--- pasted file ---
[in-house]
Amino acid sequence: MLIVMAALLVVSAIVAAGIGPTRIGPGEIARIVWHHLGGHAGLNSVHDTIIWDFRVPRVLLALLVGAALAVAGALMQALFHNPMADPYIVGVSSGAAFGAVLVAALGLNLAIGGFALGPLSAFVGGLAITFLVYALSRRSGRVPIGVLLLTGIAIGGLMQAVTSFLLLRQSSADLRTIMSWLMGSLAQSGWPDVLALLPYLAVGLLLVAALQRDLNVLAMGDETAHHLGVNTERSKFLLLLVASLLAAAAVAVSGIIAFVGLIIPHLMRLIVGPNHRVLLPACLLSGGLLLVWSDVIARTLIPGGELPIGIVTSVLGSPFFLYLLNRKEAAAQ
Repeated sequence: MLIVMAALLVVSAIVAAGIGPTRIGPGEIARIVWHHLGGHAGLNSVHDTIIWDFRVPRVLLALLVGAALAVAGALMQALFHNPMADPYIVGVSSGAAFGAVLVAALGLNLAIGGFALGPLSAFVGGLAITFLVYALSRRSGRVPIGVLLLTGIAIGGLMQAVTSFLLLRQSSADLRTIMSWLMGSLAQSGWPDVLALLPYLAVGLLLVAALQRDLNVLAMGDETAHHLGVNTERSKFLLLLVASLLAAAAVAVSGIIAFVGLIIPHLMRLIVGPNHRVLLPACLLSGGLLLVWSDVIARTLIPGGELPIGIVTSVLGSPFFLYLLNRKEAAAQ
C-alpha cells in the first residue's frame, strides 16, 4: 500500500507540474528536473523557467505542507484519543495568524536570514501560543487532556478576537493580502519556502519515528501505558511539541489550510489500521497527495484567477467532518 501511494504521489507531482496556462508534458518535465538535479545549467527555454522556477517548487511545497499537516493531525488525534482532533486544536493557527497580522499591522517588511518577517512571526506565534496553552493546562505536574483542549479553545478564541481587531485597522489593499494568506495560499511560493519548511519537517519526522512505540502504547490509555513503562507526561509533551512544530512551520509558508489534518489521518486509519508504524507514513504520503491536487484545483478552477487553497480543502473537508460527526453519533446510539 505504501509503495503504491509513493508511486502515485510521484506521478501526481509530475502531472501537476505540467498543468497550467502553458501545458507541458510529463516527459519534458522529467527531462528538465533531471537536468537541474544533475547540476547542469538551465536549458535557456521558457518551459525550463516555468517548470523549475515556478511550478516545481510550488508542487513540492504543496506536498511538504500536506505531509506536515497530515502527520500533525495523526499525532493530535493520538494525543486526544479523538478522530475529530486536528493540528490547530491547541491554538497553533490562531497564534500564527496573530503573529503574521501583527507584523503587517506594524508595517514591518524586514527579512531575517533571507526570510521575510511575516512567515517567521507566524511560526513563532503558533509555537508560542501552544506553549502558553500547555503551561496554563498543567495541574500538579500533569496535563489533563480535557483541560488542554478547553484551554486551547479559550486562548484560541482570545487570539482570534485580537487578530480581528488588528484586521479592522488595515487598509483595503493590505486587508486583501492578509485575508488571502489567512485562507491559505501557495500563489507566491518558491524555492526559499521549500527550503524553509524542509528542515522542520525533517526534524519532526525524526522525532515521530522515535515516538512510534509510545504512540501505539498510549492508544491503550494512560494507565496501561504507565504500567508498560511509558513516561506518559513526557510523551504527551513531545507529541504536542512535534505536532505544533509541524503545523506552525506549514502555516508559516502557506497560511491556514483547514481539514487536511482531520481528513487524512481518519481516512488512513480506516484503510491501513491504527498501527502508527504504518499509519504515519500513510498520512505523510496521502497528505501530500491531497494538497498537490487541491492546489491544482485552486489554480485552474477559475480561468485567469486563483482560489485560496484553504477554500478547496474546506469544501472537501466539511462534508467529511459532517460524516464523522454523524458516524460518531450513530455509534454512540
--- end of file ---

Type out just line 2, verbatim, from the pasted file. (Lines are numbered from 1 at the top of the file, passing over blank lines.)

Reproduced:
Amino acid sequence: MLIVMAALLVVSAIVAAGIGPTRIGPGEIARIVWHHLGGHAGLNSVHDTIIWDFRVPRVLLALLVGAALAVAGALMQALFHNPMADPYIVGVSSGAAFGAVLVAALGLNLAIGGFALGPLSAFVGGLAITFLVYALSRRSGRVPIGVLLLTGIAIGGLMQAVTSFLLLRQSSADLRTIMSWLMGSLAQSGWPDVLALLPYLAVGLLLVAALQRDLNVLAMGDETAHHLGVNTERSKFLLLLVASLLAAAAVAVSGIIAFVGLIIPHLMRLIVGPNHRVLLPACLLSGGLLLVWSDVIARTLIPGGELPIGIVTSVLGSPFFLYLLNRKEAAAQ